The important factors here are antioxidants, which help to reduce the detrimental effect of free radicals on the brain, and the building materials such as omega 3, B vitamins and amino acids that are essential building blocks of the brain and neurotransmitter system. The effects of increasing healthy fats in the diets of dyslexic children have been shown repeatedly. Increasing vitamin and mineral sources and healthy fats while decreasing high-carb processed foods is the essential formula for healthy learning, although heavy metal contamination and other issues may enter into it.

Hyperactivity, as we all know, can be partly attributed to sugars, but also to deficiency in the nutrients the body needs in order to calm down, such as magnesium and Vitamin B6. Studies by Dr. Bernard Rimland compared the effects of Ritalin against B6 and magnesium supplements, and found the latter to be ten times more effective.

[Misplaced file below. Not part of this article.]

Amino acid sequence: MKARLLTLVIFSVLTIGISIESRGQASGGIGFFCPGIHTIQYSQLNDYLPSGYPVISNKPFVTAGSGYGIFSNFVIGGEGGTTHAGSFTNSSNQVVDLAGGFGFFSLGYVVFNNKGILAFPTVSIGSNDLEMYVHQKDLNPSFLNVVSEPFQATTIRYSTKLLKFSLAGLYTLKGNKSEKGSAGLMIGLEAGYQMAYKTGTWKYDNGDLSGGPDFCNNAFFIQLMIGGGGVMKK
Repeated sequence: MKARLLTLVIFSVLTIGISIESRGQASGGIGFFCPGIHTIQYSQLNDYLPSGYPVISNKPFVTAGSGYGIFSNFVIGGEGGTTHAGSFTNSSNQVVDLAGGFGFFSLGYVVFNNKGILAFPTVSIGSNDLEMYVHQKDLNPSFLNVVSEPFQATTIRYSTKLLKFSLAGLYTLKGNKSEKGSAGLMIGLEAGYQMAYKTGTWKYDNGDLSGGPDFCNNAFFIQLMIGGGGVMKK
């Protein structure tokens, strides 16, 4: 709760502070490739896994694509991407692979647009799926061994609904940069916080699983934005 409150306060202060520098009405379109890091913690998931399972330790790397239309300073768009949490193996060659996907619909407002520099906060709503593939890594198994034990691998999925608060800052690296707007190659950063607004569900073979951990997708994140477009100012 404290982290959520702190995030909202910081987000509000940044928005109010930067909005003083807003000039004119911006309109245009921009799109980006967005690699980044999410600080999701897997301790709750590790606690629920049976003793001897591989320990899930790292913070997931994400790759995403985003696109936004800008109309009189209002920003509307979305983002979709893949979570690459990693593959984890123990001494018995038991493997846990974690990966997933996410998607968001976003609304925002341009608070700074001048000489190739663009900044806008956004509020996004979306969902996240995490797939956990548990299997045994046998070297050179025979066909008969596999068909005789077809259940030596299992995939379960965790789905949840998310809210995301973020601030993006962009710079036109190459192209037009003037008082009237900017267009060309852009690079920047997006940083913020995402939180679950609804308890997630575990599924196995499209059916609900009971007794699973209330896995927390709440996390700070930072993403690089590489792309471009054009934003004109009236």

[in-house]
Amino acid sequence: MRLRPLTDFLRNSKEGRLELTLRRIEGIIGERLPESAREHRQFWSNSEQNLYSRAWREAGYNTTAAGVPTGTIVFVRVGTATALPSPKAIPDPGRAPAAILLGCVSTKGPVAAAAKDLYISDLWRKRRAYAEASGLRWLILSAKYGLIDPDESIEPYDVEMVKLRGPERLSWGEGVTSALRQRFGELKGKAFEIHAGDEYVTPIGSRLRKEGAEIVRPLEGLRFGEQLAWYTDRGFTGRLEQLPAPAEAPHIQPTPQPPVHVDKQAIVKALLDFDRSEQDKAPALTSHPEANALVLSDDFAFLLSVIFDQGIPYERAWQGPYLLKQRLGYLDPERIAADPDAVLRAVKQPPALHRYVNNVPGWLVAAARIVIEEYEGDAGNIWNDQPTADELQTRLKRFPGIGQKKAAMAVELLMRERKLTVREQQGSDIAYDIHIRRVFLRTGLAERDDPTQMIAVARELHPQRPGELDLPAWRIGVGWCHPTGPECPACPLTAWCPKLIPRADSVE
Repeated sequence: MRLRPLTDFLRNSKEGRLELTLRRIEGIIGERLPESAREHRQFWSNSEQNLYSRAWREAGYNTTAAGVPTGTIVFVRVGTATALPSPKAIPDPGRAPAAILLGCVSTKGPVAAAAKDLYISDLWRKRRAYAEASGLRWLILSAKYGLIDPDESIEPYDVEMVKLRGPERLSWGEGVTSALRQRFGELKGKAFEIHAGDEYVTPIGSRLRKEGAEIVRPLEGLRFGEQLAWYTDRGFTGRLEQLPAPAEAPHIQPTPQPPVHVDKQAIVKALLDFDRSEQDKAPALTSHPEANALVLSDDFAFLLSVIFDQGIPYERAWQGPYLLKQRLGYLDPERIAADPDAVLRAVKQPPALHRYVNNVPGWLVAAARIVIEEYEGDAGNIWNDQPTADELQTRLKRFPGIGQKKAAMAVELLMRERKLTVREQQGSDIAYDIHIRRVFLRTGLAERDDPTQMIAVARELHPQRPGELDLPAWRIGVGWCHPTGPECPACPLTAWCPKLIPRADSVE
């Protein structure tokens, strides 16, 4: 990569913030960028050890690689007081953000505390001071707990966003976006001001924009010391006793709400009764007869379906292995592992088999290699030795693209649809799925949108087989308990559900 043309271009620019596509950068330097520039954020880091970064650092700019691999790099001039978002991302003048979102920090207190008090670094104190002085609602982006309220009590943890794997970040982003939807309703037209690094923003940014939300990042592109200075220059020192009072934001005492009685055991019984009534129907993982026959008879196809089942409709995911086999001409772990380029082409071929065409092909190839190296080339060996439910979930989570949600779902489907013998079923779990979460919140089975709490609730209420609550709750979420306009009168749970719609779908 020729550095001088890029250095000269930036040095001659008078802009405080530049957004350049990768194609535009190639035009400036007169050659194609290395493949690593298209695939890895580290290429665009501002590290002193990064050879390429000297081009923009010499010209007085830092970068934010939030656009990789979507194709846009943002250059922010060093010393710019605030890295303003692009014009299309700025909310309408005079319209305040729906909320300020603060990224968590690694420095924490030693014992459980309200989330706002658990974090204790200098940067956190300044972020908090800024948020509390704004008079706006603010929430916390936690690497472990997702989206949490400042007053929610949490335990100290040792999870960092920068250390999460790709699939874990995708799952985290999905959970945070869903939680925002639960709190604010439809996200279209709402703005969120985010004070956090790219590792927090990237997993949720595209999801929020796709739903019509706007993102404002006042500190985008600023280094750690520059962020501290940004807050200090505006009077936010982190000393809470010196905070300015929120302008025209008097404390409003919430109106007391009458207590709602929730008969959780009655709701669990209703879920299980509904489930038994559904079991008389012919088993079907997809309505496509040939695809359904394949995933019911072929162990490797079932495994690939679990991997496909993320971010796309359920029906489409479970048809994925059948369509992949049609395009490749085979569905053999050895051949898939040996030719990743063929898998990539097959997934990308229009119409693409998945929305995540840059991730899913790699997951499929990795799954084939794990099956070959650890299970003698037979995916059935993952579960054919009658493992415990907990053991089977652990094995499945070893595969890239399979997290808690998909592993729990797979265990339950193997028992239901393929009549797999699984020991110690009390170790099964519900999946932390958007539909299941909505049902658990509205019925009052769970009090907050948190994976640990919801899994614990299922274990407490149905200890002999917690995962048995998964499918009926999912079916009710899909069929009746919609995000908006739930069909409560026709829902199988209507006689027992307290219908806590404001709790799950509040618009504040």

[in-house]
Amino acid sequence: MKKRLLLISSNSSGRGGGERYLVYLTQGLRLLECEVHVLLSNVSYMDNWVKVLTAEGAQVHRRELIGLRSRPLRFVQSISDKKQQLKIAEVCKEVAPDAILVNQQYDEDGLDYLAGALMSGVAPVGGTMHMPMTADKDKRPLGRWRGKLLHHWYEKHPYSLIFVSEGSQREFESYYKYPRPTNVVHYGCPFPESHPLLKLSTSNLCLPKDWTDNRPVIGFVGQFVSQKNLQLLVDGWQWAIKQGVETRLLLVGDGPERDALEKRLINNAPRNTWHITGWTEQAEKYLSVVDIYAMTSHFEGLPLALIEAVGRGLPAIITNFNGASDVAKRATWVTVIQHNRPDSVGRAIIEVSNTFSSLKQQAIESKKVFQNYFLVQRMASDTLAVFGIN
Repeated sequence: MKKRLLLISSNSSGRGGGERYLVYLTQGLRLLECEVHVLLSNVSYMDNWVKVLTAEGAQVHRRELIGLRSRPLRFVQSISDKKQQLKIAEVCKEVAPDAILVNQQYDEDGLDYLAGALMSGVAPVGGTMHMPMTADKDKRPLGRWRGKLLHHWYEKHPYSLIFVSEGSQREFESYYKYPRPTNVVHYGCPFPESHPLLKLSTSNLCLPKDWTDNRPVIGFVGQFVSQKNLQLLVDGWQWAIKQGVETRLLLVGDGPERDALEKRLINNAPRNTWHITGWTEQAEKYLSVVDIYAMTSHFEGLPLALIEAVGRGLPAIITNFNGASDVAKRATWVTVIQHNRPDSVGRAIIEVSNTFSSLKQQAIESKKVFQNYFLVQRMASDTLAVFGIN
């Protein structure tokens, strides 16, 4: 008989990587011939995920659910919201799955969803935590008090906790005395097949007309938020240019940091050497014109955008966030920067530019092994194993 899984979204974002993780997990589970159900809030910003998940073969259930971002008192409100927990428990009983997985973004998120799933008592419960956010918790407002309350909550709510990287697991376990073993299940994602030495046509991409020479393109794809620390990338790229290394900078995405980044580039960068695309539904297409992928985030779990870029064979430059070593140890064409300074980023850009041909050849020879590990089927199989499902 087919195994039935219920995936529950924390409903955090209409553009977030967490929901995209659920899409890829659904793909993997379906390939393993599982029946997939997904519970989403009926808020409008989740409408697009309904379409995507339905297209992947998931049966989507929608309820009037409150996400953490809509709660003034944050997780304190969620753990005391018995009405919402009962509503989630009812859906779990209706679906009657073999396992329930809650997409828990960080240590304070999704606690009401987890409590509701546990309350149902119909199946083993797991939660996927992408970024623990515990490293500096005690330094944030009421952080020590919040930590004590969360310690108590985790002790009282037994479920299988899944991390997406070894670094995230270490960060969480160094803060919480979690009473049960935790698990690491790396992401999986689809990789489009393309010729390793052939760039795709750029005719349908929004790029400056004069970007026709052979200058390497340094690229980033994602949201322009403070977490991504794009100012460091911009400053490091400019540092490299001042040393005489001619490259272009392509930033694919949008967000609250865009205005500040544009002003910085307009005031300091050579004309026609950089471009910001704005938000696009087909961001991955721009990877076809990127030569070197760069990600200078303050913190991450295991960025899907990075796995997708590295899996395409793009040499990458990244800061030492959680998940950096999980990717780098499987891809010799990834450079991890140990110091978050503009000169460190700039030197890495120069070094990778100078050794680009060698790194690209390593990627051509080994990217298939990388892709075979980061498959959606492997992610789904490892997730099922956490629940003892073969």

(The same dramatic improvement has been shown in a California State University Study on the behaviour of young offenders. Correcting vitamin and mineral deficiency greatly improved behaviour.)

Bottom Line

The food we eat effects our brains, neurotransmitters, nervous systems and therefore our moods, our fears, our mental capabilities. The conditions discussed here are only the tip of the iceberg. Mental and psychiatric disorders that we often regard as chronic and irreversible are strongly linked to nutritional deficiencies. The complex interconnectivity of the body-mind organism is a major key to addressing what may seem to be mysterious or intractable problems. We need to optimise the whole organism, rather than just a part.

The general lessons we can draw from these particular conditions are straightforward:

1. Make sure that you eat a good amount of Omega 3 fats

2. Make sure you eat enough fresh produce and leafy greens

3. Supplement as necessary to compensate for the poor state of micronutrients in our food chain- the B and C Vitamins as well as magnesium are particularly important for brain health